Choline and methionine are both essential nutrients needed in the diet in order to maintain health. Choline keeps cell membranes healthy, reduces inflammation, allows the nerves to communicate with the muscles and helps prevent the build up of homocysteine, a compound associated with heart disease, in the blood. Methionine helps block the build up of fat deposits on the liver and the arteries and also aids in the production of choline and the detoxifying of the body. A diet rich in the following foods will help in maintaining healthy choline and methionine levels.
A 3 oz. serving of beef liver contains 355 mg of choline, by far the highest amount on our list. Don't like liver? Any trim cut of beef weighs in at 71 mg and can be paired with other choline and methionine rich foods.
Soybeans are a very good source of both choline and methionine. In the average American's diet, most choline comes from lecithin, a food additive that is produced from soybeans. They are the biggest source of choline found in the United States. The next time you're in the mood for a salty snack, try a little edamame, salted soybean pods.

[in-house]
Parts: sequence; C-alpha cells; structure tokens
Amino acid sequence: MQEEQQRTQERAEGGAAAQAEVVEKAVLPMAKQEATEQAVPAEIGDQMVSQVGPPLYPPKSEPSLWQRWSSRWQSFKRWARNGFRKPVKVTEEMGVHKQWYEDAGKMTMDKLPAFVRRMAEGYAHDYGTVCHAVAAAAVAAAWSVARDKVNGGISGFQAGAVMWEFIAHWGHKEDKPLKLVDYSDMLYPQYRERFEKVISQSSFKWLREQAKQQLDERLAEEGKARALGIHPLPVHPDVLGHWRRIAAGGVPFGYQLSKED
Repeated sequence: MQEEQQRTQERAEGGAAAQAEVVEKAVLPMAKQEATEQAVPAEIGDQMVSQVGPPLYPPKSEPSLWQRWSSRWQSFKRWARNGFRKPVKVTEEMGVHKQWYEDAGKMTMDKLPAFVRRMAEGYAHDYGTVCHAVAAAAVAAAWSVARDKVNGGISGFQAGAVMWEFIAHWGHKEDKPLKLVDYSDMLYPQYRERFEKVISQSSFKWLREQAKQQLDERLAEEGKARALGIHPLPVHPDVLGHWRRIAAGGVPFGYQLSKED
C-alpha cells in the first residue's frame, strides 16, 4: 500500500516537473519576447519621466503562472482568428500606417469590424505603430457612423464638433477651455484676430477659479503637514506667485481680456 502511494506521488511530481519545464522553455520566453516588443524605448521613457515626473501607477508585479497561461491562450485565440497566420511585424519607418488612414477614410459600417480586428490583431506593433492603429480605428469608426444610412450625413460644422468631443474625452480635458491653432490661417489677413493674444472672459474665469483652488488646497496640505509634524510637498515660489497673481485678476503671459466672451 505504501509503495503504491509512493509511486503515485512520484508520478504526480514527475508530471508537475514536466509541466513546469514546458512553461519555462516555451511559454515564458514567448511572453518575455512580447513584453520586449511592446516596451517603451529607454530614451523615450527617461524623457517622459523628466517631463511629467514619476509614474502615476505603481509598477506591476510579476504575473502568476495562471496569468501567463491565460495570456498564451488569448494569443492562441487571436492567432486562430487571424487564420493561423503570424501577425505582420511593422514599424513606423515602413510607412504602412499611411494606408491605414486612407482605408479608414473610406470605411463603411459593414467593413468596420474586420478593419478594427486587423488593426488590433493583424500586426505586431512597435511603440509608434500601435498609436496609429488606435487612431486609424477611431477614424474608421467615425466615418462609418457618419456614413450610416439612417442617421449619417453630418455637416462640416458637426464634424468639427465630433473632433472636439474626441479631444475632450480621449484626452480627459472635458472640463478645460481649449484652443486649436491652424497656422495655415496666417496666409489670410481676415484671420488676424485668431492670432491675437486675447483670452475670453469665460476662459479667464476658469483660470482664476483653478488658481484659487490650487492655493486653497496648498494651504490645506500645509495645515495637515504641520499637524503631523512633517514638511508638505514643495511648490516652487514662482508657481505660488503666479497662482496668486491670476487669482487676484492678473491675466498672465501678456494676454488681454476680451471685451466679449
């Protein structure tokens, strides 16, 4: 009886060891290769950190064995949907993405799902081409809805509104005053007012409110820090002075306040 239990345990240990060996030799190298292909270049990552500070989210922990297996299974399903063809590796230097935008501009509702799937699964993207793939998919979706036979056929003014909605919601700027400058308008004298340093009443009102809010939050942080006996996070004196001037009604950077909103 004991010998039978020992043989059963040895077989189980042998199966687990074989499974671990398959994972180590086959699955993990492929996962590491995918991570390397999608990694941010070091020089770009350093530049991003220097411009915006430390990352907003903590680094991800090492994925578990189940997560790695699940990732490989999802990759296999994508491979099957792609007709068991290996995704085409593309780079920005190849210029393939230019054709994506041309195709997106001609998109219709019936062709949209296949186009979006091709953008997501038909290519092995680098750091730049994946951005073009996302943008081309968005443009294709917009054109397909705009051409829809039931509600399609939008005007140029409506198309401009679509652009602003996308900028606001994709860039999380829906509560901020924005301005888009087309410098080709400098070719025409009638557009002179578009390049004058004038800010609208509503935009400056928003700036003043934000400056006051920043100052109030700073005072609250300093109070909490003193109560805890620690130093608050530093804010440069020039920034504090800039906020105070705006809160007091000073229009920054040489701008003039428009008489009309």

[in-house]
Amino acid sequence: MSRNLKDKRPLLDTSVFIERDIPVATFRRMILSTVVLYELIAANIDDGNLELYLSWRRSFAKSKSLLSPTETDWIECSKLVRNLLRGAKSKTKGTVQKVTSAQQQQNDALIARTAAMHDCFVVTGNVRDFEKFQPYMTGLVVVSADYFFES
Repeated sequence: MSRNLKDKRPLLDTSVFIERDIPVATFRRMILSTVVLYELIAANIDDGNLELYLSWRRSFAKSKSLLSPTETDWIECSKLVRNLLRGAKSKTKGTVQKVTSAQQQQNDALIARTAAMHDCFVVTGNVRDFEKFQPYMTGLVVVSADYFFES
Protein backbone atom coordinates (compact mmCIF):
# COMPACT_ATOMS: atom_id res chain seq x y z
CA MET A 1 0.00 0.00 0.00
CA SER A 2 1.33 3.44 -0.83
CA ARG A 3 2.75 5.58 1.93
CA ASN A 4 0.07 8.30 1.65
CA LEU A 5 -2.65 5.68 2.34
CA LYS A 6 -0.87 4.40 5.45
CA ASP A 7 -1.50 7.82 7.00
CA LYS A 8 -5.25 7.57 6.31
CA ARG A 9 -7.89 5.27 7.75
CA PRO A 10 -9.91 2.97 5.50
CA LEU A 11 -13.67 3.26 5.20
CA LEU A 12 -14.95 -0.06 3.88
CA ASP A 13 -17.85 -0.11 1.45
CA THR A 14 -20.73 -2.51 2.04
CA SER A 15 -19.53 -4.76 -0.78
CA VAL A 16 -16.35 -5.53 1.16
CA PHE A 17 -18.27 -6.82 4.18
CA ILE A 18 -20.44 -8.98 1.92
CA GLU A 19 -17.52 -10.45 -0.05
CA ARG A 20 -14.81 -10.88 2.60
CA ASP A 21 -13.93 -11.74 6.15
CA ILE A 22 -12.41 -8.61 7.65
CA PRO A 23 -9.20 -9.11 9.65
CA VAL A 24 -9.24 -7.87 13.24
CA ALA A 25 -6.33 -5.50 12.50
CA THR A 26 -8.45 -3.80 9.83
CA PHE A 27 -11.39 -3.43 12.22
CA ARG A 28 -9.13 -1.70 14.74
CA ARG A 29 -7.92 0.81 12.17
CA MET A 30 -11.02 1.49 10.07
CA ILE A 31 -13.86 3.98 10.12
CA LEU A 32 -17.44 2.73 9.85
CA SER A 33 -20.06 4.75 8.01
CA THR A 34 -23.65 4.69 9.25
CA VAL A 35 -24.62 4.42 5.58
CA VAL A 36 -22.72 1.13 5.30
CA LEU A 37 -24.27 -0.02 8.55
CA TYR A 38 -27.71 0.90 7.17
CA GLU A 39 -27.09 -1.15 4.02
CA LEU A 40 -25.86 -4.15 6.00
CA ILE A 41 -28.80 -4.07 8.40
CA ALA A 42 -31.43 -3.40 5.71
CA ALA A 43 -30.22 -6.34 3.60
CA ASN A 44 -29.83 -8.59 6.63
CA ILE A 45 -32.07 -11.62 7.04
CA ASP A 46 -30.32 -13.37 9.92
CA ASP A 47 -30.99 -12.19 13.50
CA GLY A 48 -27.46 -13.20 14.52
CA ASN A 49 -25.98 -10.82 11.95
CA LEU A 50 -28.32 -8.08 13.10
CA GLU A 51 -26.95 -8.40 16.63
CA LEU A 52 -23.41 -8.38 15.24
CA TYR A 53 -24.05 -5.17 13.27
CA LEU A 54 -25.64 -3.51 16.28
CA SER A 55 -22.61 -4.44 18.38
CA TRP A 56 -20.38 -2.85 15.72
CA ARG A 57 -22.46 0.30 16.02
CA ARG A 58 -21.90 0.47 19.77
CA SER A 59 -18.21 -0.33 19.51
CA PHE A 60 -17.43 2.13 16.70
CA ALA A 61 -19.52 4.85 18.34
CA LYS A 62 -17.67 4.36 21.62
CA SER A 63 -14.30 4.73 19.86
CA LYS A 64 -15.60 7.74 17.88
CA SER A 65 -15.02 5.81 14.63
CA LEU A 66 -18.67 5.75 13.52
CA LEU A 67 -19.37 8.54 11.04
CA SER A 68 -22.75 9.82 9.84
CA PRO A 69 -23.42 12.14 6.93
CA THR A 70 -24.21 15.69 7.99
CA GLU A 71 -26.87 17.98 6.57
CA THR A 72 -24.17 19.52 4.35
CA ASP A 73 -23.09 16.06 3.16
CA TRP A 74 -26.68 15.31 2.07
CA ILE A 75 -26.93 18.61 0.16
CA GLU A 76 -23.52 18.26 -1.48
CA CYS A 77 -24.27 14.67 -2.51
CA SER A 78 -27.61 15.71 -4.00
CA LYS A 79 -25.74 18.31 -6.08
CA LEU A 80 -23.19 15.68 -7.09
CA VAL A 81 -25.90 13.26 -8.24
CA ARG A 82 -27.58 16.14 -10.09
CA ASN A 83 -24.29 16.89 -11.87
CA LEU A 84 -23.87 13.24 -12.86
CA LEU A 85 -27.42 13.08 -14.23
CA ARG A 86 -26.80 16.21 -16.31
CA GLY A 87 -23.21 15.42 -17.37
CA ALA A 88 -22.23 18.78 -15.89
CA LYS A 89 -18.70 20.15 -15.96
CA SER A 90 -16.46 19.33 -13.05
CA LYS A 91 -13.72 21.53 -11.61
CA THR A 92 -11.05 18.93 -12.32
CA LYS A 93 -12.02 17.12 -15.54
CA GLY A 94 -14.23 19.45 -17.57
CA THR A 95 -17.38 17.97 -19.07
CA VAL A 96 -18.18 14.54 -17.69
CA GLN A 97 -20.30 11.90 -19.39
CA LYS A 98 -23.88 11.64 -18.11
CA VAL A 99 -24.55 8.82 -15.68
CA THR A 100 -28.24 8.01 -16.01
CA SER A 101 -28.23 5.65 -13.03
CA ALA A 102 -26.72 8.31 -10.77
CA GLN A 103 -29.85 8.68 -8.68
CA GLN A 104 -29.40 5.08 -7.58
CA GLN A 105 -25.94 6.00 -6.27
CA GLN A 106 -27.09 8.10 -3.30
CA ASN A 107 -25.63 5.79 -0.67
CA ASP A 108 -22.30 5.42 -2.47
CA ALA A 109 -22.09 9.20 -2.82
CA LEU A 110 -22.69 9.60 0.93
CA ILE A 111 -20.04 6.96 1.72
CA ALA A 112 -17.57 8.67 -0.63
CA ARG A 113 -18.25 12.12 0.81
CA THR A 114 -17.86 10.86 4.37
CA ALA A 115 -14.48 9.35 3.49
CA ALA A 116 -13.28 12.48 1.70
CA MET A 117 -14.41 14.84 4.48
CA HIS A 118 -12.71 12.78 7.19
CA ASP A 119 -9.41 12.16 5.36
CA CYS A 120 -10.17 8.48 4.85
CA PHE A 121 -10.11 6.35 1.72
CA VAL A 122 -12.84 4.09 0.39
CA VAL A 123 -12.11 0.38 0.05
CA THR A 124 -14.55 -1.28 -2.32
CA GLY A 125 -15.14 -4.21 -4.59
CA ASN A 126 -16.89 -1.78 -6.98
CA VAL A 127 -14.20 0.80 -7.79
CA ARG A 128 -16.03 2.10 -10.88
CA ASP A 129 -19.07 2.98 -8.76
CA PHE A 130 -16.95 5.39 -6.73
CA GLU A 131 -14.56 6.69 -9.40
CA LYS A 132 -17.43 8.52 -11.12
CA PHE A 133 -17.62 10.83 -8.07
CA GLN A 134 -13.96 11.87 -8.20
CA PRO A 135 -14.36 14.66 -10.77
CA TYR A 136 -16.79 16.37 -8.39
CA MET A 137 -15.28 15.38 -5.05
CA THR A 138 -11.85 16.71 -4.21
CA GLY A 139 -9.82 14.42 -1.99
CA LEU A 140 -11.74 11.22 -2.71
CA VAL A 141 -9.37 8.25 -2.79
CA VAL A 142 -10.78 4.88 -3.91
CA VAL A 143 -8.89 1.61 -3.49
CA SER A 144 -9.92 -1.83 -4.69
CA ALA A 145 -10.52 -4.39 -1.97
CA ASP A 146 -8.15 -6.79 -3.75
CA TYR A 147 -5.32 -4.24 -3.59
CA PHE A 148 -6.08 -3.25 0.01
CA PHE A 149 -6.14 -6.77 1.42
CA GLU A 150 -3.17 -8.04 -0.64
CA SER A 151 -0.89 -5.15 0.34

One large egg contains 126 mg of choline. This is because egg yolks, like soybeans, are naturally high in lecithin. In fact, the word lecithin is actually derived from a Greek word meaning "egg yolk." Hard boiled eggs are a great quick breakfast or snack and can be kept in the fridge for up to one week according to the Egg Safety Center.
A diet of fish is high in many nutritional essentials such as choline and methionine. A 3 oz. serving of cooked Atlantic cod contains 71 mg of choline, the same amount as a trim cut of beef with less fat. Feeling adventurous? Try a fresh salmon sushi roll. Just 3 oz. salmon has 56 mg.
Broccoli and other related vegetables such as cauliflower and Brussels sprouts are also good sources of choline and methionine. When paired with lean beef or fish, they can be part of a heart healthy, amino acid rich meal. One cup of these veggies contains around 60 mg.